Jamal Khashoggi's Sons Have 'Faith' in Saudi Monarchy Despite Father's Killing

The sons of Saudi journalist Jamal Khashoggi have given an emotional interview in the wake of their father's killing, in which they expressed that they "have faith" that rulers of their kingdom will bring the killers to justice.

"The king has stressed that everybody will be brought to justice. And I have faith in that," Salah Khashoggi, 35, told CNN in a Sunday interview in Washington with his brother Abdullah Khashoggi, 33.

"All what we want right now is to bury him in Al-Baqi in Medina with the rest of his family," the grieving son added. "I talked about that with the Saudi authorities and I just hope that it happens soon."

#Exclusive #CNN interview #Jamal #Khashoggi sons call for his body - say hope he died without pain https://t.co/FdGmltlwuL pic.twitter.com/dKfPBJv6QO

— Nic Robertson (@NicRobertsonCNN) November 4, 2018

Abdullah Khashoggi said: "I really hope that whatever happened wasn't painful for him, or it was quick. Or he had a peaceful death."

The journalist, who was a columnist for The Washington Post and a U.S. resident, disappeared in early October after he entered the Saudi consulate in Istanbul. Although Riyadh initially denied any knowledge of his whereabouts, it eventually admitted—weeks later—that the Khashoggi had been killed within the diplomatic facility in a "premeditated" attack.

Turkish officials have maintained that not only was Khashoggi killed but he was dismembered with a bone saw, although a body has not yet been reported as recovered. More recent Turkish reports have suggested that the body may have been dissolved in acid.

While Saudi Arabia's King Salman and Crown Prince Mohammed bin Salman have insisted that they were not involved or aware that the operation would be conducted, many analysts as well as Turkish and U.S. leaders have raised serious doubts about that narrative.

President Donald Trump even suggested that if "anybody [back in Riyadh] were going to be" behind the killing, it would be the crown prince. The president also called it "one of the worst in the history of cover-ups," but has defended U.S. financial ties and arms sales to the kingdom, arguing that curbing these relations would have a negative impact on the U.S. economy.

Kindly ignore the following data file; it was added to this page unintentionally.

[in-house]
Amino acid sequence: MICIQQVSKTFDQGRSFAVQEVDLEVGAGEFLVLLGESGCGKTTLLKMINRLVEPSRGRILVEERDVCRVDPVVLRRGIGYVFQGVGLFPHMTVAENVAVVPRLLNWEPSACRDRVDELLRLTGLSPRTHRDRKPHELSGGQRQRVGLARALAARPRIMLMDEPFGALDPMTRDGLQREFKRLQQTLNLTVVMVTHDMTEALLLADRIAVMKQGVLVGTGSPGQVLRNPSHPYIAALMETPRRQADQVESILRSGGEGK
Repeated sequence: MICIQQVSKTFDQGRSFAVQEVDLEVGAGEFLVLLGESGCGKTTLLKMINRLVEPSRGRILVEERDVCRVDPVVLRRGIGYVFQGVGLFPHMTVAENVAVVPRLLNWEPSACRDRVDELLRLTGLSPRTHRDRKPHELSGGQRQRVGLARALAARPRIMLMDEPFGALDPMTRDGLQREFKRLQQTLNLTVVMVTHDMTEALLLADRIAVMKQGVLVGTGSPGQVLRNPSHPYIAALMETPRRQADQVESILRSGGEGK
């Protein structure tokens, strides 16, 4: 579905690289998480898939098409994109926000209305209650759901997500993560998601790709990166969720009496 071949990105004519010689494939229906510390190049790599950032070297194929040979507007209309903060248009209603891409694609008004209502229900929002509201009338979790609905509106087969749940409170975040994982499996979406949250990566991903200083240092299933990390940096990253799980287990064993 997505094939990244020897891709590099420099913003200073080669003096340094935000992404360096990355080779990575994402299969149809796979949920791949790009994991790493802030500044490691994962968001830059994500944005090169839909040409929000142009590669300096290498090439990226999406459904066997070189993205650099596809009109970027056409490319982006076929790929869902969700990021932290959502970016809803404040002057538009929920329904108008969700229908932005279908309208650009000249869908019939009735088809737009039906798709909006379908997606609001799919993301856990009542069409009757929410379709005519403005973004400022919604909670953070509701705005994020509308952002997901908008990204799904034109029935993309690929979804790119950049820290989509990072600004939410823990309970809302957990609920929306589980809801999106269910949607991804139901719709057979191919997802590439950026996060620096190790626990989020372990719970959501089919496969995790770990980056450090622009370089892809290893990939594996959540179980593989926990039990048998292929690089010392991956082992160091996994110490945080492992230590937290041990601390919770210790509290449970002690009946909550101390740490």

An image of Khashoggi's elder son Salah meeting with Prince Mohammed went viral in October, with Saudi media reporting the king and his son had expressed their condolences to the slain journalist's family. Many commentators were quick to suggest that the images and reports were a public relations stunt by the kingdom's leaders to deflect intense international criticism.

A demonstrator dressed as Saudi Arabia's Crown Prince Mohammed bin Salman with blood on his hands protests outside the Saudi Embassy in Washington, D.C. on October 8, demanding justice for missing Saudi journalist Jamal Khashoggi. JIM WATSON/AFP/Getty Images

In their interview with CNN, the sons painted a different picture, arguing that many lies have been told about their father and their family in light of his disappearance and confirmed killing.

"I see a lot of people coming out right now and trying to claim his legacy and unfortunately some of them are using that in a political way that we totally don't agree with," Salah said. "Public opinion is important…but my fear is that it's being over politicized. People are throwing analysis that may direct us away from the truth," suggesting that his father was actually supportive of the Saudi monarchy.

Khashoggi fled the kingdom last year as Prince Mohammed led a crackdown on those seen as dissidents or challengers to his growing prominence. The journalist remained in self-imposed exile, fearing that he could face detention—or potentially worse—if he returned to the kingdom. Although he was often critical of decisions taken by Saudi leaders, particularly the ongoing war in Yemen as well as restrictions on free speech, associates have said that he was not hostile toward the Saudi regime.